This guidance document provides clarity to DOT-regulated employers, employees, and service agents on conducting DOT drug-and-alcohol testing given concerns about the Coronavirus Disease 2019 (COVID-19).  We, as a Nation, are facing an unprecedented public health emergency that is straining medical resources and altering aspects of American life, including the workplace. The Nation’s transportation industries, which are not immune to the impacts and disruptions resulting from the spread of COVID-19 in the United States, are playing a vital role in mitigating the effects of COVID-19.

DOT is committed to maintaining public safety while providing maximum flexibility to allow transportation industries to conduct their operations safely and efficiently during this period of national emergency. Read More»

MSHA says no Pattern of Violations notices needed in 2019

Arlington, VA — The Mine Safety and Health Administration did not identify any Pattern of Violations offenders among the nation’s 13,000-plus mines for the sixth consecutive screening period.

The most recent screening period began Feb. 1, 2019, and ended Jan. 31, MSHA states in a March 17 press release. The agency conducts screenings at least once annually.

The Federal Mine Safety and Health Act of 1977 authorizes MSHA to issue POV notices to operators who “demonstrate a disregard for the health and safety of miners through a pattern of significant and substantial violations.” Further, a January 2013 final rule allows MSHA to consider extenuating circumstances before issuing a POV notice and prompts operators to fix problems if they are approaching the threshold of a POV.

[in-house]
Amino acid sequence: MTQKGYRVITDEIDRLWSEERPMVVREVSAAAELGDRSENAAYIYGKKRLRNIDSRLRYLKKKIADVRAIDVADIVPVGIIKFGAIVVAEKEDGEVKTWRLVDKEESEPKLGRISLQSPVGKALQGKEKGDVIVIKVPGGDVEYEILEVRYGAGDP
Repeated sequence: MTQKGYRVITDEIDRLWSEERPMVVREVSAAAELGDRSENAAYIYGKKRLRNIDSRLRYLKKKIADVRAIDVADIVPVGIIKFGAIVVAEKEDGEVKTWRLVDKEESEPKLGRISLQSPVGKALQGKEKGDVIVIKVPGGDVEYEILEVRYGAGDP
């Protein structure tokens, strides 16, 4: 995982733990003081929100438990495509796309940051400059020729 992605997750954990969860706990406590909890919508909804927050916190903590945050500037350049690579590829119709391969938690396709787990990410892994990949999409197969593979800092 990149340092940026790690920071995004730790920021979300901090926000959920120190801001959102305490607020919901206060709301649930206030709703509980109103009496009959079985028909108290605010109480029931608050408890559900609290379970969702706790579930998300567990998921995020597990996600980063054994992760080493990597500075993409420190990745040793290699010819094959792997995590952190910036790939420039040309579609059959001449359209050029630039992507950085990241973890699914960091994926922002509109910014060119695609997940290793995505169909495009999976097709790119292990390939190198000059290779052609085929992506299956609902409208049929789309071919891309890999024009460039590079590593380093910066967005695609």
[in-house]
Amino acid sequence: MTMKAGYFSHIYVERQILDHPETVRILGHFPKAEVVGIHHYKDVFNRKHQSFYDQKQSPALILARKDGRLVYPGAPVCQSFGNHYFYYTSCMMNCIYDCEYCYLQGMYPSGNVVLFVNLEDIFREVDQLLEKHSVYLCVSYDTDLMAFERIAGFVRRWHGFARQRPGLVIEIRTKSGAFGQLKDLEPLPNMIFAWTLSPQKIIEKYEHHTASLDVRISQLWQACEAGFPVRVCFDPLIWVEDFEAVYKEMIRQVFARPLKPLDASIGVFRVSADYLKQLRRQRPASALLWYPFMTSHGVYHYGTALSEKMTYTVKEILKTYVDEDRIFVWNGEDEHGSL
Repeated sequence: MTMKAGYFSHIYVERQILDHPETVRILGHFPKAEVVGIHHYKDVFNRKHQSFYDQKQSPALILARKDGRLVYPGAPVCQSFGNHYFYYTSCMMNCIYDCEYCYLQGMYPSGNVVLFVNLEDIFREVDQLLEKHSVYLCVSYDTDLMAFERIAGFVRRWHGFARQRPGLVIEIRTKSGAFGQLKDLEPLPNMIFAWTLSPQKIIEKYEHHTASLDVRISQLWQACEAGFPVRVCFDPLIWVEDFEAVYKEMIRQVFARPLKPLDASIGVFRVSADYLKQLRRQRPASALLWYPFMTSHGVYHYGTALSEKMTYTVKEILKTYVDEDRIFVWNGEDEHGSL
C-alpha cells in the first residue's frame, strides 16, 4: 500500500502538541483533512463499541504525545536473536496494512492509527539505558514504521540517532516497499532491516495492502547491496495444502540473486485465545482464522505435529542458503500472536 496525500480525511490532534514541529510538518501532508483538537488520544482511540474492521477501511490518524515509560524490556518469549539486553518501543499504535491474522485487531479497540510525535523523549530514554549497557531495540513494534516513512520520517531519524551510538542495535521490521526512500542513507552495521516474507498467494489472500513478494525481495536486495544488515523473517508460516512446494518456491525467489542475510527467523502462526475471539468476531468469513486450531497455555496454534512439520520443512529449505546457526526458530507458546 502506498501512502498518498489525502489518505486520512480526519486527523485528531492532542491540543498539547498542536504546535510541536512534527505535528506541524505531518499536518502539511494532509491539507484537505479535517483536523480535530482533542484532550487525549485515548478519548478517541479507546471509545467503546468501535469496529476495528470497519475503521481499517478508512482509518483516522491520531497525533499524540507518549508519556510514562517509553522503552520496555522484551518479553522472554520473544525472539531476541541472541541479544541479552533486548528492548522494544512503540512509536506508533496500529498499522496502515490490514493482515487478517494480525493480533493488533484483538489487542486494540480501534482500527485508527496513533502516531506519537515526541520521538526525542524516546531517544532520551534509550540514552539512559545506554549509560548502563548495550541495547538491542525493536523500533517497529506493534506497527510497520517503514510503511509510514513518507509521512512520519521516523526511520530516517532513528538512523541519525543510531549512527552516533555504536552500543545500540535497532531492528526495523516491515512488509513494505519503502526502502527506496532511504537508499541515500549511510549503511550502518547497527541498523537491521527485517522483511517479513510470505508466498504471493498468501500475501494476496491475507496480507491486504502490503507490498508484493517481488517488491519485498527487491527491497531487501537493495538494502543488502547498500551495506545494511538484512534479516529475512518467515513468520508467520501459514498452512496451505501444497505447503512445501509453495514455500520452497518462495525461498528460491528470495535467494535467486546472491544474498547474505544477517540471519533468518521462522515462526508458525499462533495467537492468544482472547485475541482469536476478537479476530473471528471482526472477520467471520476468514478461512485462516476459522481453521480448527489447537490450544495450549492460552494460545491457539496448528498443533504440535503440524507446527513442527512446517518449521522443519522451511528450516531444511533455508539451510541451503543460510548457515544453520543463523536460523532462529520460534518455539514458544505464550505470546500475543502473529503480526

pair of online tools allows the agency to assist with compliance. POV monitoring notifies mine operators that they are approaching POV status and should take action to correct issues. The S&S rate calculator allows mine operators to track “significant and substantial” violations. According to the release, the rate of such violations fell to 20% in 2019 from 32% in 2011.

“Safety and health is what we care about most,” agency administrator David Zatezalo said in the release. “It’s what miners’ families care about, and we can see it’s what mine operators care about. We’ll issue [POV] notices when we need to, but it’s a good feeling to look at the screenings and see no mines meeting the criteria.”

COVID-19 pandemic: Expanded FMCSA emergency declaration includes hours-of-service exemptions

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Photo: WendellandCarolyn/iStockphoto

Washington — Commercial motor vehicle drivers transporting items intended to assist in COVID-19 pandemic relief efforts are temporarily exempt from federal hours-of-service regulations, under an expanded national emergency declaration issued by the Federal Motor Carrier Safety Administration on March 18.